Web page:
Archive for the 'Family and Friends' Category

I Am Invisible

I am Invisible - Essay about mothersWish I knew who wrote this. But alas, she is invisible. Sharing this post that I found on one of my old blogs from another time. It’s worth repeating.


I am Invisible

It all began to make sense, the blank stares, the lack of response, the way one of the kids will walk into the room while I’m on the phone and asks to be taken to the store. Inside I’m thinking, ‘Can’t you see I’m on the phone?’ Obviously not; no one can see if I’m on the phone, or cooking, or sweeping the floor, or even standing on my head in the corner, because no one can see me at all. I’m invisible. The invisible Mom.

Some days I am only a pair of hands, nothing more: Can you fix this? Can you tie this? Can you open this?

Some days I’m not a pair of hands; I’m not even a human being. I’m a clock to ask, ‘What time is it?’ I’m a satellite guide to answer, ‘What number is the Disney Channel?’ I’m a car to order, ‘Come right around
5:30, please.’

I was certain that these were the hands that once held books and the eyes that studied hi story and the mind that graduated summa cum laude – but now they had disappeared into the peanut butter, never to be seen again. She’s going, she’s going, she’s gone!

One night, a group of us were having dinner, celebrating the return of a friend from England . Janice had just gotten back from a fabulous trip, and she was going on and on about the hotel she stayed in. I was sitting there, looking around at the others all put together so well. It was hard not to compare and feel sorry for myself as I looked down at my out-of-style dress; it was the only thing I could find that was clean.

My unwashed hair was pulled up in a hair clip and I was afraid I could actually smell peanut butter in it. I was feeling pretty pathetic, when Janice turned to me with a beautifully wrapped package, and said, ‘I brought you this.’ It was a book on the great cathedrals of Europe . I wasn’t exactly sure why she’d given it to me until I read her inscription: “To Charlotte, with admiration for the greatness of what you are building when no one sees.’

In the days ahead I would read – no, devour – the book. And I would discover what would become for me, four life-changing truths, after which I could pattern my work: No one can say who built the great cathedrals – we have no record of their names. These builders gave their whole lives for a work they would never see finished. They made great sacrifices and expected no credit. The passion of their building was fueled by their faith that the eyes of God saw everything. A legendary story in the book told of a rich man who came to visit the cathedral while it was being built, and he saw a workman carving a tiny bird on the inside of a beam. He was puzzled and asked the man, ‘Why are you spending so much time carving that bird into a beam that will be covered by the roof? No one will ever see it.’ And the workman replied, ‘Because God sees.’

I closed the book, feeling the missing piece fall into place. It was almost as if I heard God whispering to me, ‘I see you, Charlotte. I see the sacrifices you make every day, even when no one around you does. No act of kindness you’ve done, no sequin you’ve sewn on, no cupcake you’ve baked, is too small for me to notice and smile over. You are building a great cathedral, but you can’t see right now what it will become.’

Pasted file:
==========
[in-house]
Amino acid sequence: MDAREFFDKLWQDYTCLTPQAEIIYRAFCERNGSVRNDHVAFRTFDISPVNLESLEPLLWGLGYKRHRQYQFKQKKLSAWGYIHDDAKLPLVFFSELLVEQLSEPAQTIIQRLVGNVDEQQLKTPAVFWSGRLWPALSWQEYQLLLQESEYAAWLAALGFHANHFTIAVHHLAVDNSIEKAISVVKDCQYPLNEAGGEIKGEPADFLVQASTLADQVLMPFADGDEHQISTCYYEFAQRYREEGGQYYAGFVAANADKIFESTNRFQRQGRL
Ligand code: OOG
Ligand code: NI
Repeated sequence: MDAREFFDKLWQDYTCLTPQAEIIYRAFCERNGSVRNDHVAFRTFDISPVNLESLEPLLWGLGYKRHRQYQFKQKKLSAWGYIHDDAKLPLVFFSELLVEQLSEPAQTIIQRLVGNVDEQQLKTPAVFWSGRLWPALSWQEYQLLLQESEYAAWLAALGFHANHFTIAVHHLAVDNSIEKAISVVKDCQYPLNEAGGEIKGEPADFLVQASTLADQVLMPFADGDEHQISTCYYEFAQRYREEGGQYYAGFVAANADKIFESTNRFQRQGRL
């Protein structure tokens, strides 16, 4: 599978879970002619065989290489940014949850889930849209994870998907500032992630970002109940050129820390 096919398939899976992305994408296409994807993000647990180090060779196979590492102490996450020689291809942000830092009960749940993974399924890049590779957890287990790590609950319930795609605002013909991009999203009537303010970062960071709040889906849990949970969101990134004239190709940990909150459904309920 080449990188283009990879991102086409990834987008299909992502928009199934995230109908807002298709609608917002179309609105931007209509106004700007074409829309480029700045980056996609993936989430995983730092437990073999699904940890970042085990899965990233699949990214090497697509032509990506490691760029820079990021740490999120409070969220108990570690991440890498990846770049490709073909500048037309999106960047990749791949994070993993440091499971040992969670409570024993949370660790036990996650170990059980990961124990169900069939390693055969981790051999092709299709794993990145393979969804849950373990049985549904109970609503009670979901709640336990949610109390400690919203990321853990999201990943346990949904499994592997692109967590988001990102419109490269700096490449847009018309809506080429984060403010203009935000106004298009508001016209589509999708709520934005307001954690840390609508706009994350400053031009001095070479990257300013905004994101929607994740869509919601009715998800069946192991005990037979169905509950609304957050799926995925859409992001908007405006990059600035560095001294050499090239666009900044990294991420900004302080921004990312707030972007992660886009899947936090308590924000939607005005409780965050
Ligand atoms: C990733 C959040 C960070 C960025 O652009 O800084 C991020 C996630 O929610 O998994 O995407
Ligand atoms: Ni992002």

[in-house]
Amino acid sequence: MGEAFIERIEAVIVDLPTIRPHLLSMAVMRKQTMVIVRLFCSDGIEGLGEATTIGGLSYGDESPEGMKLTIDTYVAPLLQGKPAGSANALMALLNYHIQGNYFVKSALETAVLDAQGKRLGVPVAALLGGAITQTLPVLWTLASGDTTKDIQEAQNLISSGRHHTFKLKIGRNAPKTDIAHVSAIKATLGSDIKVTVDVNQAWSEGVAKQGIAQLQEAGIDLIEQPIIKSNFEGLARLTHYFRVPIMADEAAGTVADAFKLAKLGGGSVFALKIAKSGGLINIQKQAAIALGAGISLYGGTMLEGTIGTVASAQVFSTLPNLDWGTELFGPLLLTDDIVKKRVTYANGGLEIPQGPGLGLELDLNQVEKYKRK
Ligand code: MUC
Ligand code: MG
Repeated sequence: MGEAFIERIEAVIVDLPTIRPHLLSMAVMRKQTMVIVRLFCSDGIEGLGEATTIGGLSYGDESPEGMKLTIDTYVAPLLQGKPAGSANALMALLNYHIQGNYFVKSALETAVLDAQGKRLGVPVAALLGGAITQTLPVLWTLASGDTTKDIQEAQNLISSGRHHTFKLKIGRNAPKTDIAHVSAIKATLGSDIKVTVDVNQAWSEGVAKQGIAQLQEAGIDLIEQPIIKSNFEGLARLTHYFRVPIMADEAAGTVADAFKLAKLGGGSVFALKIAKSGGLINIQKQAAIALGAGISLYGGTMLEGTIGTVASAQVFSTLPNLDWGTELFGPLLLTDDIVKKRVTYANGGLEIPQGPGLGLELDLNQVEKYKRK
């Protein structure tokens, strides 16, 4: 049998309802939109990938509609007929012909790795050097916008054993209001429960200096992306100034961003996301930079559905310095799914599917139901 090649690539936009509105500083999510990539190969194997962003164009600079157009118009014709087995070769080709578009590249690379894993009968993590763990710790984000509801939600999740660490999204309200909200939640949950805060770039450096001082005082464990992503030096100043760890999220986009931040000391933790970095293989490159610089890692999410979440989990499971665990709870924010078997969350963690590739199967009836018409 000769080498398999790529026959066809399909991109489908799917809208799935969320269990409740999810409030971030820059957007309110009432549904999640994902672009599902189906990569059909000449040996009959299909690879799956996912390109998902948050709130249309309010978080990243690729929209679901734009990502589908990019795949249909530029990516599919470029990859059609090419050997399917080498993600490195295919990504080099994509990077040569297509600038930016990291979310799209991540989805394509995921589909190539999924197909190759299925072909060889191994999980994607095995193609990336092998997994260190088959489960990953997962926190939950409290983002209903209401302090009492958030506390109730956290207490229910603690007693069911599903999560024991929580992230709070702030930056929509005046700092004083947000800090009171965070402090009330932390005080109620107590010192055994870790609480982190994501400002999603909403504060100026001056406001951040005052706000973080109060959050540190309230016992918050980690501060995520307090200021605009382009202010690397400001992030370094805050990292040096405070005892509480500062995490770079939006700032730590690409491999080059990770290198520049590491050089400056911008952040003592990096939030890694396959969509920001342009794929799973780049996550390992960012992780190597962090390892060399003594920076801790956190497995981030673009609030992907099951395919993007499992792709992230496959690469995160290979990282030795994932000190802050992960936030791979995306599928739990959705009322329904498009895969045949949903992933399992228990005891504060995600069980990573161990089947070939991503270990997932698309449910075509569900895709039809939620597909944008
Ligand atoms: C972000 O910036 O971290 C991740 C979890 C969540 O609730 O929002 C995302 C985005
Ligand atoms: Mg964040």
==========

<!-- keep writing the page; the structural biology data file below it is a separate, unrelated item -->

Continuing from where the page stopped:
At times, my invisibility feels like an affliction. But it is not a disease that is erasing my life. It is the cure for the disease of my own self-centeredness. It is the antidote to my strong, stubborn pride. I keep the right perspective when I see myself as a great builder. As one of the people who show up at a job that they will never see finished, to work on something that their name will never be on. The writer of the book went so far as to say that no cathedrals could ever be built in our lifetime, because there are so few people willing to sacrifice to that degree.

When I really think about it, I don’t want my son to tell the friend he’s bringing home from college for Thanksgiving , ‘My mom gets up at 4 in the morning and bakes homemade pies, and then she hand bastes a turkey for three hours and presses all the linens for the table.’ That would mean I’d built a shrine or a monument to myself. I just want him to want to come home. And then, if there is anything more to say to his friend, to add, ‘You’re gonna love it there.’

As mothers, we are building great cathedrals. We cannot be seen if we’re doing it right. And one day, it is very possible that the world will marvel, not only at what we have built, but at the beauty that has been added to the world by the sacrifices of invisible women.

Until next time...
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My Baby Boy is Seven

Today’s Terry’s birthday. He is my only boy and my youngest baby and is growing up so fast!

He has changed a lot over the years and is becoming such a big boy! I am so proud of him and the little man he is becoming. Happy Birthday TJ!

He was a big baby! 8 lb 15 oz

One Year Old

Two Years Old

Three Years Old

Four Years Old

Five Years Old

Six Years Old

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Making Vacuum Tracks

Vacuum TracksBack when I first became a mother in 1994 (wow) I was a 100% stay at home Mom. I was living in the St. Louis area back then and after being a busy wife and teacher up to that point, it was an adjustment to be at home all day alone with an infant, especially in a new town since we moved from California when my daughter was 2 weeks old. There was always something to do, taking care of the baby, cooking, cleaning, shopping, talking on the phone, watching soaps…

As I became more social in my new role and my new home, life got busier. I found there were many ‘indoor playgrounds’ and mommy playgroups, and I got involved in La Leche League. When we moved to Florida a couple years later, I found groups there as well and despite being a “stay at home mom” I really wasn’t home much because I was involved in many things. I helped start a playgroup, became a LLL group leader, had another child, and in 1998 I started my direct selling business. Having 2 little kids and taking them places, meeting new playmates and exposing them to lots of experiences was a lot of fun for all of us.